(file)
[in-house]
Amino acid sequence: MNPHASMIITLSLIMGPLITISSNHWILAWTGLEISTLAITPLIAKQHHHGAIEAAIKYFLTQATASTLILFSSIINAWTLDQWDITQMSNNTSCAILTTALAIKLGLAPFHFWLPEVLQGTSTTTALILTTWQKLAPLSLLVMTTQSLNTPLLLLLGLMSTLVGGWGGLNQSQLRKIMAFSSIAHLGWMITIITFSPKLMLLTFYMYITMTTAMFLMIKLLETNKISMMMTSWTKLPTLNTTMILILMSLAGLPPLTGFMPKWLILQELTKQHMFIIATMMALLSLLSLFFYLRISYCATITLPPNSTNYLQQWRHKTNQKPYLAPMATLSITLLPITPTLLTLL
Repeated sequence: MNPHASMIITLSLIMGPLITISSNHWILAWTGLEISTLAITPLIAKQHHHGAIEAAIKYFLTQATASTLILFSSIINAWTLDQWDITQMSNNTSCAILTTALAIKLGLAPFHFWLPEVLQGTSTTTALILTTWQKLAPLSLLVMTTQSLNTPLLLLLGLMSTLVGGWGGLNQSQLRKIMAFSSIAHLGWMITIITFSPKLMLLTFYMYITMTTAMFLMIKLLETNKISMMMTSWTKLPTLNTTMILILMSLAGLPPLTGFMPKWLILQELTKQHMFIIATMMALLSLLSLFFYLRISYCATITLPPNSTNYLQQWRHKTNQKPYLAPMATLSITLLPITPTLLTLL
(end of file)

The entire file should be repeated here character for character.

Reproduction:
[in-house]
Amino acid sequence: MNPHASMIITLSLIMGPLITISSNHWILAWTGLEISTLAITPLIAKQHHHGAIEAAIKYFLTQATASTLILFSSIINAWTLDQWDITQMSNNTSCAILTTALAIKLGLAPFHFWLPEVLQGTSTTTALILTTWQKLAPLSLLVMTTQSLNTPLLLLLGLMSTLVGGWGGLNQSQLRKIMAFSSIAHLGWMITIITFSPKLMLLTFYMYITMTTAMFLMIKLLETNKISMMMTSWTKLPTLNTTMILILMSLAGLPPLTGFMPKWLILQELTKQHMFIIATMMALLSLLSLFFYLRISYCATITLPPNSTNYLQQWRHKTNQKPYLAPMATLSITLLPITPTLLTLL
Repeated sequence: MNPHASMIITLSLIMGPLITISSNHWILAWTGLEISTLAITPLIAKQHHHGAIEAAIKYFLTQATASTLILFSSIINAWTLDQWDITQMSNNTSCAILTTALAIKLGLAPFHFWLPEVLQGTSTTTALILTTWQKLAPLSLLVMTTQSLNTPLLLLLGLMSTLVGGWGGLNQSQLRKIMAFSSIAHLGWMITIITFSPKLMLLTFYMYITMTTAMFLMIKLLETNKISMMMTSWTKLPTLNTTMILILMSLAGLPPLTGFMPKWLILQELTKQHMFIIATMMALLSLLSLFFYLRISYCATITLPPNSTNYLQQWRHKTNQKPYLAPMATLSITLLPITPTLLTLL